There can’t be many people out there who have not read Yann Martel’s unique fictional offering Life of Pi or at least, you will have seen the Ang Lee film with the boy in the boat with the tiger. And I have to say that I did enjoy Life of Pi although it didn’t make me want to seek out more of Martel’s fiction. This, in hindsight, may have been a mistake.
I picked up The High Mountains of Portugal on a whim when at my local library, looking for mild Manga (if indeed there is such a thing) with my 10 year old. It just so happened that Japanese comic books are next to the “M” row of fiction and my eye was drawn to Martel. I wasn’t there for books for me, having already put on hold half of the library’s collection after reading Rita Leganski’s reading list at the end of The Silence of Bonaventure Arrow. And I always have plenty of book fodder on the shelves at home to last my lifetime and maybe that of three or four others.
Anyway, for whatever reason, I was drawn to it and I am thoroughly glad that I was.
After beginning this book, I was a little concerned that once again I had stumbled upon something that was off-the-wall enough for it to be a troublesome read – one that I would have to decipher, plough through, persevere with and this is because of the way that it opens.
Tomás is a man in mourning and in protest at his loss and the way that he has been treated by the universe, he has decided to walk everywhere backwards. I’m not really sure how this helps him in assuaging his grief and Martel does offer an explanation but even after this authorly intervention, I didn’t really feel like it gave me the resolution I needed for it to sit right in my mind.
However, it transpired on continuing to read that it didn’t matter. I was, luckily, able to gloss over this irritation as the rest of the book was brilliant and I raced my way through it in less than two days to find out what happened.
The book does not concern itself solely with Tomás: he is the character to whom the first part of the book refers, the part entitled “Homeless”. There are two further sections called “Homeward” and “Home”, distinct in themselves but also linked by certain themes and motifs. I will come onto that later.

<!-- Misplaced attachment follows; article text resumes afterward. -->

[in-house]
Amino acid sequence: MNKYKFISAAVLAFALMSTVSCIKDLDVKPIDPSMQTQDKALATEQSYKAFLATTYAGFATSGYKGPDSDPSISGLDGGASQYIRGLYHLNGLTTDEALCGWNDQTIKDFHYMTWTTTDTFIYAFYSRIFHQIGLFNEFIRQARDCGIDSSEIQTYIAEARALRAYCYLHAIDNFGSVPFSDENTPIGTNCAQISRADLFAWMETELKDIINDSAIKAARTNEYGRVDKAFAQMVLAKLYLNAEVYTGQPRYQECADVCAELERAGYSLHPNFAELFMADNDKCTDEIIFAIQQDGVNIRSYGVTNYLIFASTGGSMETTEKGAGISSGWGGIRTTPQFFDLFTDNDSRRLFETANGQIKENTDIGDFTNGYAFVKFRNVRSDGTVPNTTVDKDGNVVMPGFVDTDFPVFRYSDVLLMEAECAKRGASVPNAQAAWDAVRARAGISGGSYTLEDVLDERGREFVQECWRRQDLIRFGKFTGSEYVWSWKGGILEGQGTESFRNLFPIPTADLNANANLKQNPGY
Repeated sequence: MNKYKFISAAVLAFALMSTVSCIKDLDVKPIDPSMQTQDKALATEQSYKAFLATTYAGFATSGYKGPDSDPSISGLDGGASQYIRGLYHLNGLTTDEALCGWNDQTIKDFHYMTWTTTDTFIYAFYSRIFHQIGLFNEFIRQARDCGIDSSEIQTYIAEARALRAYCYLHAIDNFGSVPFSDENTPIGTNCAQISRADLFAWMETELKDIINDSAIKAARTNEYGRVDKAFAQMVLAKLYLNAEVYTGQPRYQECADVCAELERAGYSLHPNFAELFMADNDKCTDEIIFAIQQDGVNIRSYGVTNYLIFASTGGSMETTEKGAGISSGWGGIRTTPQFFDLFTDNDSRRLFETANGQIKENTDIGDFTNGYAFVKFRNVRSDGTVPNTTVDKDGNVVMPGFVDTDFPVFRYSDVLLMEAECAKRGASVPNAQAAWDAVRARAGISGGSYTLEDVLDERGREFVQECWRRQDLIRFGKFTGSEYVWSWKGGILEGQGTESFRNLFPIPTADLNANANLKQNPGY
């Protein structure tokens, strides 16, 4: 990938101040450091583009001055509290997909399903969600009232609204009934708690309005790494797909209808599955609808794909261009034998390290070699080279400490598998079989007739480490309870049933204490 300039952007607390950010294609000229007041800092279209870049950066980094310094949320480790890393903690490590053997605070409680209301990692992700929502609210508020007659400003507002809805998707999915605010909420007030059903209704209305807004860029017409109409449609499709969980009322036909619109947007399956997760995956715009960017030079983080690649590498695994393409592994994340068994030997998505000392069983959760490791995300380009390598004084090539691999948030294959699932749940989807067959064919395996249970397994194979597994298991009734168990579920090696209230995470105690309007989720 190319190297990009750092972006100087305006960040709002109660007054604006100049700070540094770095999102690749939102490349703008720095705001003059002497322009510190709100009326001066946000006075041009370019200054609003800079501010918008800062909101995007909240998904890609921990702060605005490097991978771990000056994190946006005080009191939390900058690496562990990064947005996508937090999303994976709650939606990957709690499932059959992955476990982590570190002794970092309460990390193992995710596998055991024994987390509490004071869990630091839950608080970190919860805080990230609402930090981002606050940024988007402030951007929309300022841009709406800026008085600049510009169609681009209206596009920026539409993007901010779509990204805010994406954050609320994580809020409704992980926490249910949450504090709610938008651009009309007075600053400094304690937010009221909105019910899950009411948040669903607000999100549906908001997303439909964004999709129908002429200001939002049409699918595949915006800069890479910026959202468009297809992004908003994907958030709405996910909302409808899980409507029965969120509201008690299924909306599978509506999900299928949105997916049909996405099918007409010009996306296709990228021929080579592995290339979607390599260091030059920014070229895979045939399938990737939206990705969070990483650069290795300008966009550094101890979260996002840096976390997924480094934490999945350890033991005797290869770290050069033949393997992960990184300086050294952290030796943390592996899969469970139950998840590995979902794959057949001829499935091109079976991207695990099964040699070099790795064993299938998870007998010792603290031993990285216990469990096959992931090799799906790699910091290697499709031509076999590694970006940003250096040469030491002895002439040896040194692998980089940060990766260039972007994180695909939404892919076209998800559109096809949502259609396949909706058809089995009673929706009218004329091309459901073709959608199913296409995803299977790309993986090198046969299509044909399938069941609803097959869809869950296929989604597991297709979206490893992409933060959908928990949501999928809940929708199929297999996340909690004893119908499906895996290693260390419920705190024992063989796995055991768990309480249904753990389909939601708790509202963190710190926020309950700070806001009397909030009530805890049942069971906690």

Tomás has decided that he is to go on a pilgrimage of sorts which will be a welcome distraction from his daily wrestle with loss, stimulated into this by a book which he found in the archive where he works. In this book are the diary entries and musings of a priest from Africa who was sent there from Portugal on a Christian mission. It transpires on reading this book that an artefact created painstakingly by the priest was brought back from Africa and now resides in a small church somewhere in the high mountains of Portugal. Tomás is determined to find it and is helped on his mission to accomplish this by his wealthy uncle, owner of multiple motor cars.
Tomás is only allowed to take so much time off work and so needs a speedier way to travel than horse and cart, this being the turn of the twentieth century and so is one of the first people to take a motor car into the rural areas of Portugal. This comes with a whole load of interesting problems and Martel takes what could have been a tediously repetitive journey and makes it into something that describes the difficulties faced by the first drivers, which I found quite educational. He also great at describing the encounters that Tomás has with villagers en route who are naturally curious about this strange noisy contraption.
He makes it to the mountains although it is a difficult trip for him on many levels. Whether he is successful in his quest is really too much to reveal in this review.